People do not seek transactions.
Or better, if what they seek is a transaction – for example, I give you my time and energy and you give me money in return -, they can find it pretty much everywhere.
Of the three sources motivating people, the only one that is independent from the context is the work they do. And yet employers focus most of their engagement and retention strategy on that very same source, therefore failing to differentiate from any other employer in the world.
If you work in HR or if you are an entrepreneur, there is a clear opportunity for your company to stand out. Make space for employees to build meaningful relationships, give them opportunities to get to know each other when not talking about work, build a culture from the ground up – the only type of culture that employees can perceive and buy into every single day. Have your managers and leaders show them that they care.
It is not what used to matter a few years back.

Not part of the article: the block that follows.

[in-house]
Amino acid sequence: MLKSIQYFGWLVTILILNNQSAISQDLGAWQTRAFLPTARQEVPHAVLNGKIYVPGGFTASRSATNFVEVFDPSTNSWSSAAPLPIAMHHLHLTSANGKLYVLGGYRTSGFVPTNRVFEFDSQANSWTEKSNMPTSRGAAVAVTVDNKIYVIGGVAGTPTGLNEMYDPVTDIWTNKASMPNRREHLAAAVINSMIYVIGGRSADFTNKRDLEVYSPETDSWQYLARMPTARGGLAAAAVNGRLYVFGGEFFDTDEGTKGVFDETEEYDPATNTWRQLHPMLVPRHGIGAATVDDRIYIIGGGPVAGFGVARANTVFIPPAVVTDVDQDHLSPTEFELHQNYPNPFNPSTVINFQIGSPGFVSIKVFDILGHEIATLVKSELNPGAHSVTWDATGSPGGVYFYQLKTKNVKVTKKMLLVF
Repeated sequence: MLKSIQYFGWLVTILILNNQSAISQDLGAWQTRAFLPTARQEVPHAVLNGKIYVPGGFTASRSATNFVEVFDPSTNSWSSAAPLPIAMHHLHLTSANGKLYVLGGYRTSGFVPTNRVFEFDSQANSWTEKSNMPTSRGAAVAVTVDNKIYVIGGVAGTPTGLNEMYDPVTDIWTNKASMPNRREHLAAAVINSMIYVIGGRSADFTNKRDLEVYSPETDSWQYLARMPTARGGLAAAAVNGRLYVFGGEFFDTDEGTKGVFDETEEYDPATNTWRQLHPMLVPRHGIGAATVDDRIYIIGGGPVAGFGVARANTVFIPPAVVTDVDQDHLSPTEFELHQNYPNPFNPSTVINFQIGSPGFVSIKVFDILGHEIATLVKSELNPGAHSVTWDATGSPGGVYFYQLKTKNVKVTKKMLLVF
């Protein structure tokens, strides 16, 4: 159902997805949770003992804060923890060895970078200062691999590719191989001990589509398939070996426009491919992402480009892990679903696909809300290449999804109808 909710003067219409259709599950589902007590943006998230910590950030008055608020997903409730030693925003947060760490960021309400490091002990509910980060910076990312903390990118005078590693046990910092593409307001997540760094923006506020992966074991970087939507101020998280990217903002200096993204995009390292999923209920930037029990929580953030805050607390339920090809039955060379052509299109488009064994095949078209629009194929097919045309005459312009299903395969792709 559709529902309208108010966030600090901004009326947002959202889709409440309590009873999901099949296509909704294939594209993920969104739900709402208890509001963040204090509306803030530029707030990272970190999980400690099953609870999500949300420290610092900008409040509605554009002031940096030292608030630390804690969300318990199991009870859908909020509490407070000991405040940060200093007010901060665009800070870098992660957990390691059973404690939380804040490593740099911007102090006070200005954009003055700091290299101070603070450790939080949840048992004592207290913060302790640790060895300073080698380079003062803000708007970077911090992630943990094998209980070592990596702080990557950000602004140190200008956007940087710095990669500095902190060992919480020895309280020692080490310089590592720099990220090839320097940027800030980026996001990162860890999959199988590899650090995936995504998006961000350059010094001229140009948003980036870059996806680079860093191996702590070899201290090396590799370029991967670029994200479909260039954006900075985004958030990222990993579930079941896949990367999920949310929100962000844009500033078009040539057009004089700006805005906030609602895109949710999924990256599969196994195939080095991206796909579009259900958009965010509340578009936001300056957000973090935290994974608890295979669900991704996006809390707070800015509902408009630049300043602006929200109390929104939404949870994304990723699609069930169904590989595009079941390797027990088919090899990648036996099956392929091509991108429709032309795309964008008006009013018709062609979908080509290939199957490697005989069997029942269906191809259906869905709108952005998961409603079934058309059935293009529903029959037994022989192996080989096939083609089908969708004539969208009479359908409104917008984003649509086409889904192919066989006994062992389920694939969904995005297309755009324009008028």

It is the only way forward now.
Along the way, many senior executives will be challenged to reimagine how they lead. The skills that made leaders effective before the COVID-19 pandemic—strong coaching, mentoring, creating strong teams—are just table stakes for the challenge of the months and years ahead.McKinsey, “Great attrition” or “Great attraction”? The choice is yours.
5 thoughts on “A culture that matters”
[…] A culture that matters […]
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[…] It might be yet another issue that distracts from focusing on the need to reassess what management means and what people seeks in organisations and their work. […]
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[…] There have been studies before, and there will be more in the future. And this one is yet another confirmation that companies get most of employees motivation wrong. […]